One of the best showcases in new plastics technology is the annual competition in automotive plastics held by the Society of Plastics Engineers. This year’s grand prize, announced last night, went to General Motors for backlighting using color-converting plastic in the Tahoe SUV. The patented system for producing custom-colored interior backlighting via LEDs (fed through light distribution pipes) uses fluorescing dyes and proprietary light-scattering additives in translucent resins used to mold buttons, knobs, and backlit plates rather than expensive custom-colored LED bulbs. The change in color control makes backlighting in low-volume, niche colors economically feasible. The system supplier is Delphi Electronics & Safety with material from RTP, BASF, and Bayer MaterialScience. The tool was made by Kno-Mar Tool in Clearwater, FL.
As the 3D printing and overall additive manufacturing ecosystem grows, standards and guidelines from standards bodies and government organizations are increasing. Multiple players with multiple needs are also driving the role of 3DP and AM as enabling technologies for distributed manufacturing.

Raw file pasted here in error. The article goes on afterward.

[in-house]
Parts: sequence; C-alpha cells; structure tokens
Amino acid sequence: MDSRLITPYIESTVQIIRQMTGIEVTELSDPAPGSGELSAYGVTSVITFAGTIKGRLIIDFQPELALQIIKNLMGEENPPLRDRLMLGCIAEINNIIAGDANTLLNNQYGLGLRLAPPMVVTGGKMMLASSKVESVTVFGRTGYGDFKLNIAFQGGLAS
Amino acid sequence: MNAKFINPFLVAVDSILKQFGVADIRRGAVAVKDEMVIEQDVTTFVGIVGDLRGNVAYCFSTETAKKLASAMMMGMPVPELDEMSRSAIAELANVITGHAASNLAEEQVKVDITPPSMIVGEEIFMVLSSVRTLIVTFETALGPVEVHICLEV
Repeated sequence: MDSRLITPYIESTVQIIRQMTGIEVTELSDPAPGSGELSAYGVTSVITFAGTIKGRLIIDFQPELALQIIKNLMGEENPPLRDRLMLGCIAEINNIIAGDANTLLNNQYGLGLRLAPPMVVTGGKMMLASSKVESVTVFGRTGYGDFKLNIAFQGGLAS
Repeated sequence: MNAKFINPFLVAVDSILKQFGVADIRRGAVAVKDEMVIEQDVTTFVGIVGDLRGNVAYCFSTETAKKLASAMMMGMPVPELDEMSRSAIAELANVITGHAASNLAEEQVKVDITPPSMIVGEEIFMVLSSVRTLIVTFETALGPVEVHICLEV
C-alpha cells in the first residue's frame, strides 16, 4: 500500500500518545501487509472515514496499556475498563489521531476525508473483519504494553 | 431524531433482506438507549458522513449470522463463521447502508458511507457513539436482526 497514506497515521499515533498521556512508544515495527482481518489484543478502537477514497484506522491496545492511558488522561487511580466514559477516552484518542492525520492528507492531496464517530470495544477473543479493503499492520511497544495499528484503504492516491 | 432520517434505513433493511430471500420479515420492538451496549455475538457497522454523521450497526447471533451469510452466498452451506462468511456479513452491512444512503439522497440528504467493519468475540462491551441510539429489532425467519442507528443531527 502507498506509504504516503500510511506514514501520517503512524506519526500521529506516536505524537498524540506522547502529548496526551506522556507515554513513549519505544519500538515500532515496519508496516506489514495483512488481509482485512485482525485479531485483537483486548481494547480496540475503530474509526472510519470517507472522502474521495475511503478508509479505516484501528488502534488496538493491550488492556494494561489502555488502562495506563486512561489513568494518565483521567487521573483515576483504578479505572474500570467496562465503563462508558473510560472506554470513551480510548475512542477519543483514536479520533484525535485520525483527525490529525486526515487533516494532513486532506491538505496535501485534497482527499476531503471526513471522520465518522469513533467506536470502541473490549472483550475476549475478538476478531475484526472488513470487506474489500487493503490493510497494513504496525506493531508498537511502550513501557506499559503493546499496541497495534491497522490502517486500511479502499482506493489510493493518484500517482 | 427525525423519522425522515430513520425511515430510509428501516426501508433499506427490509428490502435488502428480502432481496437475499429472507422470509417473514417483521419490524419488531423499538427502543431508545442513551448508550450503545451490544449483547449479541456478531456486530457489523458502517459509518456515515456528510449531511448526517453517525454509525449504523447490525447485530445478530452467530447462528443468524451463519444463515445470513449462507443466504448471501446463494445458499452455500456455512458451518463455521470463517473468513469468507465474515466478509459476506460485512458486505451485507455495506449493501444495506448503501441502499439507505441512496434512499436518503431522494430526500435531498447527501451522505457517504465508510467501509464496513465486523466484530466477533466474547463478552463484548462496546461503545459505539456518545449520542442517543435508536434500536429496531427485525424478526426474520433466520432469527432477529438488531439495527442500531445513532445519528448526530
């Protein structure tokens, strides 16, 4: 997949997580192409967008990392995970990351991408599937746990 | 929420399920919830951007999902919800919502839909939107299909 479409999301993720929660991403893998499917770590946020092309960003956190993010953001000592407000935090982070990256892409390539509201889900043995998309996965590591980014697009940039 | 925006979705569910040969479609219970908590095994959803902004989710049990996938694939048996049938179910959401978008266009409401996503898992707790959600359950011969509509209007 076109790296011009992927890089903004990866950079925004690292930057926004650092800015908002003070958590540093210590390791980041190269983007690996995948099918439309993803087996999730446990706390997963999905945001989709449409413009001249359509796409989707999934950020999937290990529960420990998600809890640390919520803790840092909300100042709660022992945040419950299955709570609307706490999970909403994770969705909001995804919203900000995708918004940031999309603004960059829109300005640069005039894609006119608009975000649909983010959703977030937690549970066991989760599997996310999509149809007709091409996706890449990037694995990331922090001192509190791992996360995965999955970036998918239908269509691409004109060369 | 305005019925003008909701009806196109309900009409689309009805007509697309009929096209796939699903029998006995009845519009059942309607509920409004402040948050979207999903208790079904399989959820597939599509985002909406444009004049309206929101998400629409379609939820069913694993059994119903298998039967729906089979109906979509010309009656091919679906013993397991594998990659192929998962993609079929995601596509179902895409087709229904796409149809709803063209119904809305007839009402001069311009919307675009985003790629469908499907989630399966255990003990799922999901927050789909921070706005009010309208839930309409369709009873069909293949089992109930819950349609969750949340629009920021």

A growing though not-so-obvious role for 3D printing, 4D printing, and overall additive manufacturing is their use in fabricating new materials and enabling new or improved manufacturing and assembly processes. Individual engineers, OEMs, university labs, and others are reinventing the technology to suit their own needs.
For vehicles to meet the 2025 Corporate Average Fuel Economy (CAFE) standards, three things must happen: customers must look beyond the data sheet and engage materials supplier earlier, and new integrated multi-materials are needed to make step-change improvements.
3D printing, 4D printing, and various types of additive manufacturing (AM) will get even bigger in 2015. We're not talking about consumer use, which gets most of the attention, but processes and technologies that will affect how design engineers design products and how manufacturing engineers make them. For now, the biggest industries are still aerospace and medical, while automotive and architecture continue to grow.
More and more -- that's what we'll see from plastics and composites in 2015, more types of plastics and more ways they can be used. Two of the fastest-growing uses will be automotive parts, plus medical implants and devices. New types of plastics will include biodegradable materials, plastics that can be easily recycled, and some that do both.
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